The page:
What can be done?
This all sounds terrible but what can be done to resolve the issues in the construction industry arising from Brexit and other external factors?
Firstly, apprenticeships! We’re always talking about how beneficial apprenticeships are for businesses, but they could well save the construction industry too. With apprentices being predominantly younger workers, it kills two birds with one stone, the ageing construction workforce and the skills shortage. The UK government has put a large amount of money into the UK apprenticeship scheme as a whole, but CITB has gone one step further in providing extra provisions for construction companies.
With many apprentices being unable to drive, CITB is paying for all accommodation and travel for apprentices if it is required and they meet the requirements. This has helped to bring more apprentices into the industry.
CITB Levy Grants
Spending a little, and getting a lot back sounds great for many in construction. This is the case with the CITB Levy as many employers are able to upskill their workforce with CITB funding they can claim back. This has helped to aid the construction skills gap and bring the UK workforce a higher quality of labour. By making training more accessible for employers, the quality of work and efficiency in construction increases. This will help the UK to stay competitive in a time of uncertainty such as Brexit.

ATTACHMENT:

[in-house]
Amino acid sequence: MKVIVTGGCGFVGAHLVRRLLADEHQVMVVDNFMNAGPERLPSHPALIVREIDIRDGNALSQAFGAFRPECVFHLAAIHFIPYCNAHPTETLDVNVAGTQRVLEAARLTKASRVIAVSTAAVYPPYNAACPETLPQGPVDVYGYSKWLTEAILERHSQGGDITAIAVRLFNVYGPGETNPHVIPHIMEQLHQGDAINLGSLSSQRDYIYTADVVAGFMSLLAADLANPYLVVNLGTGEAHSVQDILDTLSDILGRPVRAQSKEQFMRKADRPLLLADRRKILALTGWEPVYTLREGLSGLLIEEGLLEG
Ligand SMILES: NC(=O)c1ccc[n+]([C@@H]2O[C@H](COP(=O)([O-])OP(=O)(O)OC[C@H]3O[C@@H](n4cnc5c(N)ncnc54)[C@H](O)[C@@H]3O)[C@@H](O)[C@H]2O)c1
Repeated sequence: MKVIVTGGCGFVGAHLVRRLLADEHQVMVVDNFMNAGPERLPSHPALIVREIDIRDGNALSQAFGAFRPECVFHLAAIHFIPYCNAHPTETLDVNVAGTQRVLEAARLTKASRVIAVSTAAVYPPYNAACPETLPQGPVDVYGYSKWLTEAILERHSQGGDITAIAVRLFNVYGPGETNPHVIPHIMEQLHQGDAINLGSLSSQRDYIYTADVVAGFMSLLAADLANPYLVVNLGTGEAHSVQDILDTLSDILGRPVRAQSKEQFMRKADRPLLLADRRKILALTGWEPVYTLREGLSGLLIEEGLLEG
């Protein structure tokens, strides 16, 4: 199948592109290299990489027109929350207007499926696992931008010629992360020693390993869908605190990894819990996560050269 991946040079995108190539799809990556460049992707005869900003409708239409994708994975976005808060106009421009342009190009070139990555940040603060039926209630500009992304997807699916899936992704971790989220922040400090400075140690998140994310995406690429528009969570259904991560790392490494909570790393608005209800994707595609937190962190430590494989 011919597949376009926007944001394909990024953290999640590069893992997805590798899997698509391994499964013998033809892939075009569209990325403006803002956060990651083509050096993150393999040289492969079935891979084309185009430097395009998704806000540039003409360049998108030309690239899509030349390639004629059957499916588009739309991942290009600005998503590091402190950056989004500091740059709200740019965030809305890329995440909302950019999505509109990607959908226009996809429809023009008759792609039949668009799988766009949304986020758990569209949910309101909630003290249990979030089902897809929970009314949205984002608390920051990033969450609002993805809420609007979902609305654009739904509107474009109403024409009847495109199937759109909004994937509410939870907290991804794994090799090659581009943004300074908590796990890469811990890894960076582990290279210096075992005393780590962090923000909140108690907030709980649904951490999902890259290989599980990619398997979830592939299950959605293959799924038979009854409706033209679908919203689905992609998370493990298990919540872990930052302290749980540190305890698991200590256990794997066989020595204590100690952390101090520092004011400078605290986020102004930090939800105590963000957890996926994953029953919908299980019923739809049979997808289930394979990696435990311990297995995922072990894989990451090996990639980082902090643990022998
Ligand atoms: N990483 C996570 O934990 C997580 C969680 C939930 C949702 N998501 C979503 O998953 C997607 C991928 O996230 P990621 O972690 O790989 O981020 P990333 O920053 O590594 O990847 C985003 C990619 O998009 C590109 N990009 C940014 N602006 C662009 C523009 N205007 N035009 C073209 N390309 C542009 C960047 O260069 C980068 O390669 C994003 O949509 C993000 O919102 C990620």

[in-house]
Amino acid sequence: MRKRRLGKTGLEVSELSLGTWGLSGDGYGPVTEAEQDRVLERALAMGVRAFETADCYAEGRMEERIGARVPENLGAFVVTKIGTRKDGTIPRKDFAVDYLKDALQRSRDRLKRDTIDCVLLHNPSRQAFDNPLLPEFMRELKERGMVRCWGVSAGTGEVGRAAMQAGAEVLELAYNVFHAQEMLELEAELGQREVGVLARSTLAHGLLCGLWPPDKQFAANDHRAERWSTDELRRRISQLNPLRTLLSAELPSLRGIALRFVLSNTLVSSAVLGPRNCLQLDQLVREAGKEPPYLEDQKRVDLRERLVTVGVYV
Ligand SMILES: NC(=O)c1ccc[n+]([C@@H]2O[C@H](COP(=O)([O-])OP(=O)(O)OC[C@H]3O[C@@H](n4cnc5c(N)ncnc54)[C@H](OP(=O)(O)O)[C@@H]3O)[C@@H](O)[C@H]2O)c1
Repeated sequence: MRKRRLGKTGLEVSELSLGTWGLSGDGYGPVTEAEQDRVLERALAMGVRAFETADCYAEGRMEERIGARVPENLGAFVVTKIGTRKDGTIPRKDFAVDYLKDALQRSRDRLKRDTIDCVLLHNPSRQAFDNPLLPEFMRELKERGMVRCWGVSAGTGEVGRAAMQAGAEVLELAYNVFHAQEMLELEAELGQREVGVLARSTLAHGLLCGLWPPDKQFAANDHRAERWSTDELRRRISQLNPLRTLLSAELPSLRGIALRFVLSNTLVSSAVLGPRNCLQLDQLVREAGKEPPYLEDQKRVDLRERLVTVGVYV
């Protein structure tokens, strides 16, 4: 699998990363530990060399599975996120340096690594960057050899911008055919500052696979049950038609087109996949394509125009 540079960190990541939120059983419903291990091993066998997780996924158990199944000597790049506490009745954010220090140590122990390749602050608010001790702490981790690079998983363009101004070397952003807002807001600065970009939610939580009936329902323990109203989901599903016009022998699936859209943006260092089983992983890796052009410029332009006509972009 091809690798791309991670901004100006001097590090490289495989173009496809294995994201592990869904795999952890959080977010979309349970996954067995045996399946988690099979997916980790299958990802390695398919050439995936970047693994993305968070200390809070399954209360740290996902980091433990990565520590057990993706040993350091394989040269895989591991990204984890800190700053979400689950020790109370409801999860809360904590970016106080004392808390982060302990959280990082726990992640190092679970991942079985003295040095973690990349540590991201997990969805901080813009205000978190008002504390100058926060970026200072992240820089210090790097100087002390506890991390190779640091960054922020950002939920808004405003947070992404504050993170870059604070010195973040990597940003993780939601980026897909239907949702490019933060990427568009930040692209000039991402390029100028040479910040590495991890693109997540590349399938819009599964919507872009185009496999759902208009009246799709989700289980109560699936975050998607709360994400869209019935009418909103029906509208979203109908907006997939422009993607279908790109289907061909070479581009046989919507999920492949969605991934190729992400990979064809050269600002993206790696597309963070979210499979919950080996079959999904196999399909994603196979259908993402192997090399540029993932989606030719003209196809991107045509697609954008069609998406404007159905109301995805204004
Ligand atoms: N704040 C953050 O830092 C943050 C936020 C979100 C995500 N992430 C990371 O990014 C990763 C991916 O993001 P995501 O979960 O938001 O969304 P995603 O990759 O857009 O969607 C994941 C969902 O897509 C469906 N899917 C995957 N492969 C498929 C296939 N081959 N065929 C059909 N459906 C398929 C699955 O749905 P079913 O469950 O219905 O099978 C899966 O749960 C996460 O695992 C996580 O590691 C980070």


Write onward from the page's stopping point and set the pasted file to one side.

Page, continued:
Modular housing isn’t anything new, with the first modular homes reportedly arising in 1933, however, it has become widely popularised in recent years. Modular housing could help the construction industry greatly with lower costs and quicker production methods. Construction times can be cut by up to 50% with modular housing as groundworks can be carried out at the same time as the actual building work. This could be seen as very attractive to major contractors looking to meet tightening deadlines.
This could also help to get more young people into construction. Many young people have the misconception that site work is dirty and for uneducated people which isn’t the case. However, changing this misconception proves difficult, whereas moving production inside factories could help to change views of the construction industry, this would help to further decrease the ageing workforce in construction.
Alongside the CITB Levy, the government is also funding training courses directly. SB Skills also offer a range of fully-funded training through the SSW. This has directly had an impact on employed staff as companies have better access to free or almost free training.
Is construction dead?
Overall, no. But Brexit presents numerous challenges for both the Government and construction companies across the UK. With trade deals currently being negotiated, we are still to see where we will end up after we complete the transition period. However, there hasn’t been a better time than now to get into construction. Construction companies will place the labour force in high demand and this could put you in the optimal position to upskill yourself and further your career.